Placeholder (politics)

From Wikipedia, the free encyclopedia
Jump to: navigation, search

In politics, a placeholder is an official appointed temporarily to a position, with the understanding that they will not seek office in their own right.[1]

The situation often occurs in cases where a United States Senator leaves office before the expiration of their term. In most states, governors have the power to appoint a replacement temporarily, until a special election can be held. If a governor is interested in seeking office, he or she may appoint themselves to the position; however, this may be seen by voters in a negative light, and may backfire, leading to the new senator's defeat. To avoid this, the governor may instead select an aide or elder statesman to fill the slot for a few months. Sen. George LeMieux of Florida, for example, was appointed by Florida Governor Charlie Crist to a senate seat that Crist ultimately sought.

Placeholders may also be used in cases where more than one member of a party is interested in seeking the office, and the governor does not wish to choose between competing members of his or her own party. Placeholders may also be appointed when a senator leaves office while a campaign for his or her seat is already underway, so as not to affect the outcome of the election. For example, after the death of Senator Paul Wellstone in 2002 just weeks before election day, Minnesota Governor Jesse Ventura appointed Dean Barkley to serve, as Barkley was not running for the office, and his appointment would not affect the election.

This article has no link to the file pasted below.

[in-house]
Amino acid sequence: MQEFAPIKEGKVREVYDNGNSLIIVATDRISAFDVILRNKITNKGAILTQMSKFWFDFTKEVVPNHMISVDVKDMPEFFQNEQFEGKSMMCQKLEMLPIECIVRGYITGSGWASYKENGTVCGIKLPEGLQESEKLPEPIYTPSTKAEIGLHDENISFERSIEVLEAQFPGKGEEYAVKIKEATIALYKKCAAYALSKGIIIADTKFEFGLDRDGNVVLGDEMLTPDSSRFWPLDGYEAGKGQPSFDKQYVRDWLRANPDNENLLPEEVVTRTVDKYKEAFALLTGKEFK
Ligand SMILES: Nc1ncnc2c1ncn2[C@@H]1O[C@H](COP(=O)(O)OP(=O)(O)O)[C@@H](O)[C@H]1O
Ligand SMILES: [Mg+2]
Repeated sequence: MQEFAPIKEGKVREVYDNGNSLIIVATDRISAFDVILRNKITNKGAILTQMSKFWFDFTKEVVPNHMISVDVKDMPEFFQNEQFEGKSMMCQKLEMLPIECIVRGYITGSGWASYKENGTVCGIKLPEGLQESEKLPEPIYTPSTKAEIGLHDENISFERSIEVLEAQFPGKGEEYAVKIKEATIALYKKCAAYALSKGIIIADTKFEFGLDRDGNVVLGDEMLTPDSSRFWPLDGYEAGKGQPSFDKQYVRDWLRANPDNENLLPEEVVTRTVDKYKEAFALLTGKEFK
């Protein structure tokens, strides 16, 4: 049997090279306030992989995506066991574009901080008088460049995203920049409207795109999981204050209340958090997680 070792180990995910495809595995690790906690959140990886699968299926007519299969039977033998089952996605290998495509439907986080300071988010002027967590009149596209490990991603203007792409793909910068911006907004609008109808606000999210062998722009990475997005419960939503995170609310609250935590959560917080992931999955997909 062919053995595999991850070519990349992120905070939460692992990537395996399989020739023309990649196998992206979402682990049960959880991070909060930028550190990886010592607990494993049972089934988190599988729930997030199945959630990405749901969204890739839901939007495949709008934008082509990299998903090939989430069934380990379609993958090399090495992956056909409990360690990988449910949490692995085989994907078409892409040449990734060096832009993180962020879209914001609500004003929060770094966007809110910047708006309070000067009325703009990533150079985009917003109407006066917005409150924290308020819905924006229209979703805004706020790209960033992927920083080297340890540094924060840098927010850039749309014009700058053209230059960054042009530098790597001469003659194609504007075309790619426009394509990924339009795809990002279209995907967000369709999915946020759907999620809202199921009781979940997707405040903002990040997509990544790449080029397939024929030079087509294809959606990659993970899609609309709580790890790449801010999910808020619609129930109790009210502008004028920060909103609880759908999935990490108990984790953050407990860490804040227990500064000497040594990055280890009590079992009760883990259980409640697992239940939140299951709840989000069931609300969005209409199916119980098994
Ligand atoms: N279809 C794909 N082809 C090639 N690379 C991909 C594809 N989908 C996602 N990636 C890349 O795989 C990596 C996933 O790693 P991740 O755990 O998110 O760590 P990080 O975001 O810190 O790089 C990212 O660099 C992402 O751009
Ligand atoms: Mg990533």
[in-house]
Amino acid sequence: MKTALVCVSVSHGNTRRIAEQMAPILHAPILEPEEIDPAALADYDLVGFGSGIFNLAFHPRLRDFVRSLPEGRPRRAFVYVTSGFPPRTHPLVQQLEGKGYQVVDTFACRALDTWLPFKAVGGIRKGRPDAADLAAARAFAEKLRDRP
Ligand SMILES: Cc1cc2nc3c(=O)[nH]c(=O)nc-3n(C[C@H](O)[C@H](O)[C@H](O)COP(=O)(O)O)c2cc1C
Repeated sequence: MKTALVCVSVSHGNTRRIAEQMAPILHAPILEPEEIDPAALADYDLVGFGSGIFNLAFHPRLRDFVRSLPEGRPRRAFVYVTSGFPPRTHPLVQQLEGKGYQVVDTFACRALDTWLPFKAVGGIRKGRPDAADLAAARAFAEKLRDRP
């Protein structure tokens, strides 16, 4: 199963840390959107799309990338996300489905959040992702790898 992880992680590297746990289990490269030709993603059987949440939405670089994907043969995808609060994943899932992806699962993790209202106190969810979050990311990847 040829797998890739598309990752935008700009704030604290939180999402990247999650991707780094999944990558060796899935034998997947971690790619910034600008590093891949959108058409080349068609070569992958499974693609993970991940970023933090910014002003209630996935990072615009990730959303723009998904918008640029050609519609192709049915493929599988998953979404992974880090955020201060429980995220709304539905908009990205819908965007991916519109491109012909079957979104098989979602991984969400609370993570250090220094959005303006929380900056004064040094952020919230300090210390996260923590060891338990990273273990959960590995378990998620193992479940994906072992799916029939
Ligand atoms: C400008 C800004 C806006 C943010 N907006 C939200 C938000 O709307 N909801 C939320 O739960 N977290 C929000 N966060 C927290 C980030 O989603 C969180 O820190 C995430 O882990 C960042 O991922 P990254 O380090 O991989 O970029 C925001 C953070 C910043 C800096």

Historically, in cases where a politician died in office, a variation known as widow's succession was sometimes followed, where the deceased politician's widow was appointed to the seat as a placeholder.

Placeholder candidates[edit]

A subset of placeholders is the placeholder candidate. A placeholder candidate is used in politics as a temporary stand-in for ballot access petitioning purposes until the actual nominees are decided. The need for such placeholders arises from the fact that many third parties must begin their petitioning efforts to meet ballot access deadlines well before their nominating conventions. In any event, the petitions are technically to put presidential electors on the ballot, who may switch their allegiance at any time. In 2008, Michael Badnarik was used as a placeholder candidate in Libertarian petitioning, and Michael Bloomberg and Gail Parker were used as placeholders in Independent Green petitioning. The use of placeholders is sometimes criticized as deceptive.[2]

Perhaps the best-known placeholder candidate was retired Admiral James Stockdale, who had been used in 1992 as a placeholder vice presidential candidate by activists seeking to draft Ross Perot to run for the presidency as an independent. By the time Perot committed to run, it was too late to remove Stockdale's name from the ballot, and Stockdale remained on the ticket, even joining Dan Quayle and Al Gore in the nationally televised vice presidential debate, where Stockdale quipped, "Who am I? Why am I here?" in his introductory speech.[3]

References[edit]

  1. ^ Amira, Dan (July 16, 2010). "Carte Goodwin, 36, Gets to Be a Senator for a Few Months". New York Magazine. 
  2. ^ Carmen, Barbara (February 23, 2008). "GOP candidate fighting challenge from 'placeholder'". The Columbus Dispatch. 
  3. ^ Lehrer, Jim (September 4, 1999). "James Stockdale Interview". Debating Our Destiny. PBS.